Being completely honest here, I found the minutes for this group by accident. And when I read them, I was shocked that this group existed, much less they are attempting to create policy designed to give parents input without any true parent input. I know the surveys came out last fall, and I attended the Town Hall in Dover. I specifically asked Ryan and Chantel about the Smarter Balanced weight for the report cards, and they said it wouldn’t be more than 50% of the report card, but in looking at the minutes, Smarter Balanced results or “growth” which stems from those results, will account for 90-100% of the grade a school gets depending on if its elementary & middle or high school.
Furthermore, penalizing a school for a parent’s decision to opt their child out of an assessment is not the fault of a school. It is an indication parents don’t want their child taking this test. Nothing against you, but the DOE can pump out as much material about SBAC as they want, but parents aren’t stupid. Most of them don’t even like Common Core, so to come out with a test based on that is not really going to win public favor. I know the DOE is tied to federal mandates, but you folks go way beyond even those stringent mandates. People are catching on quick, and they don’t trust the DOE because of this. I’m sure you can’t respond to a lot of this, and I understand that. But opt-out is something the DOE should not punish schools for. It will do more damage and probably cause MORE opt-out. I am a firm believer in opt-out, but only if it is something a parent does as an informed choice, not just to go with the crowd.
Parents are going to be upset when they see the release of the SBAC scores and this will add fuel to the fire. As I said at the August State Board meeting, I do not hate the DOE, but I do believe they need to engage and listen to parents a lot more than they have. The result of the history with this is not good for our kids education. I’m sure the DOE can provide me with numerous arguments on why SBAC needs to happen, but I can easily come back with a counter-argument for each one. Every time I publish something on my blog that people didn’t know about, it is very bad for the DOE.
From: Schwinn Penny <Penny.Schwinn@doe.k12.de.us>
To: Kevin Ohlandt <email@example.com>
Cc: May Alison <firstname.lastname@example.org>
Sent: Friday, August 28, 2015 10:06 AM
Subject: RE: Academic Framework Working Group
Thank you for the email. I think that there is some good feedback here as well as some areas I would like to clarify. I agree, and have stated myself, that DSEA and PTA participation is important and should have been included along with district participation from the beginning. They did miss approximately four of the twelve meetings, but were absolutely part of the decisions on which metrics to include and what those business rules would be. The initial AFWG meetings, as you likely read in the minutes, focused on approach to the work without any recommendations having been made. Also to note, DSEA and the PTA selected the rep(s) that they wanted to participate and we are happy to have them. They have been good representatives of their constituents.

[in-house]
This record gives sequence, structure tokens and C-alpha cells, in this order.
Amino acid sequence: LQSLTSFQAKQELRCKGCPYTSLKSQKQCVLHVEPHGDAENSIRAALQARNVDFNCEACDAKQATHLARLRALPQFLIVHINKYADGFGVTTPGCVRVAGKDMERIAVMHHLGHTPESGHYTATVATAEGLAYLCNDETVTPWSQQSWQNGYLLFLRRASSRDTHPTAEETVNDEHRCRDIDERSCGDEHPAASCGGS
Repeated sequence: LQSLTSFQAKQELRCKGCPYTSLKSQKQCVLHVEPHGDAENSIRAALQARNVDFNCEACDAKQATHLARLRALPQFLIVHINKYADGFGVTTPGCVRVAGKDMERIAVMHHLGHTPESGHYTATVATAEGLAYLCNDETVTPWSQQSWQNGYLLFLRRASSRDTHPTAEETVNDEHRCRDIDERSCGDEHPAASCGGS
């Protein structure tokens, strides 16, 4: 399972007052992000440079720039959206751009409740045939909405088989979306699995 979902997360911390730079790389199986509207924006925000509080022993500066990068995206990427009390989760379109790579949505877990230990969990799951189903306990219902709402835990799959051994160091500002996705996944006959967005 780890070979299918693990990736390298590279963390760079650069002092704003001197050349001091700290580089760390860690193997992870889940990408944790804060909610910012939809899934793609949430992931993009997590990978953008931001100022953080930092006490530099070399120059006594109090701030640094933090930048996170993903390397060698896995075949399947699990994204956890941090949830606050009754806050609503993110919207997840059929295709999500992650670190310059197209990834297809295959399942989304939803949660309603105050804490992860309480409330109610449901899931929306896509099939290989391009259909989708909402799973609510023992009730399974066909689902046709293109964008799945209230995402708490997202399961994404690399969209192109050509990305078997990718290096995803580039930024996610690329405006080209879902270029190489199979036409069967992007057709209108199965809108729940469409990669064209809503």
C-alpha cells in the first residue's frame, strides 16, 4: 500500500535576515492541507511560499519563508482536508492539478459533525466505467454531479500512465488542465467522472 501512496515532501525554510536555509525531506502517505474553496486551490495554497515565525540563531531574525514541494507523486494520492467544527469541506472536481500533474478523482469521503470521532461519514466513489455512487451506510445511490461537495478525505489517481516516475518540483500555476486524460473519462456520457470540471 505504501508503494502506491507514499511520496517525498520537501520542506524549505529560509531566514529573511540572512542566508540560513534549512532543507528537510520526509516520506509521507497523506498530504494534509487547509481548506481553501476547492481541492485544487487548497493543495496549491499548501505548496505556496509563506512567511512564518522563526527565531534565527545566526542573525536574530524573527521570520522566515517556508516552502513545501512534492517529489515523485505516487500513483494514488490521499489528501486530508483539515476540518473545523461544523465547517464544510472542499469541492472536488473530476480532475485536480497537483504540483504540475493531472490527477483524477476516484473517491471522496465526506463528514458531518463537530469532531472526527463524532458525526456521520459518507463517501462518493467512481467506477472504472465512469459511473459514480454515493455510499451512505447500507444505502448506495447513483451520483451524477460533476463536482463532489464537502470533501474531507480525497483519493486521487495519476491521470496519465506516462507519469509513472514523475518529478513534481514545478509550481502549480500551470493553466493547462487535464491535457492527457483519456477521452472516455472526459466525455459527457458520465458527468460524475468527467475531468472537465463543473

The AFWG is still in existence – until this week, we had not met since March because that is when the SBE approved the framework to be sent with the ESEA Flex waiver. The rest of the work that was needed would come after we received all of the testing data back. We have representation from all three counties and a relatively diverse group in terms of roles and responsibilities. We have had representation from a majority of the districts and I personally invited each superintendent to participate by email and also in a recent meeting. I hope you agree that this is an important and positive step forward in encouraging as much representative participation as possible from our districts, who are ultimately the ones being held responsible for the performance of our schools. Given the different capacities of districts, all superintendents have asked for, and will receive, direct correspondence around the minutes of the meetings. These minutes are also posted on the web site – it is an informal group (not a formal committee such as DESS), but we still want to ensure that we are reflecting the information. Currently, we have representatives from: Caesar Rodney, Appo, Capital, NCCVT, Indian River, Lake Forrest, Red Clay, Colonial, and Woodbridge. We have also had participation from Poly, Brandywine, and Delmar.
The AFWG is a group that meets to discuss and provide recommendations to the Secretary. There is limited Department staff present at the meetings (typically it is myself and one other person who provide facilitation and coordination services) – it was important for us to set-up the group to be able to discuss as stakeholders specifically.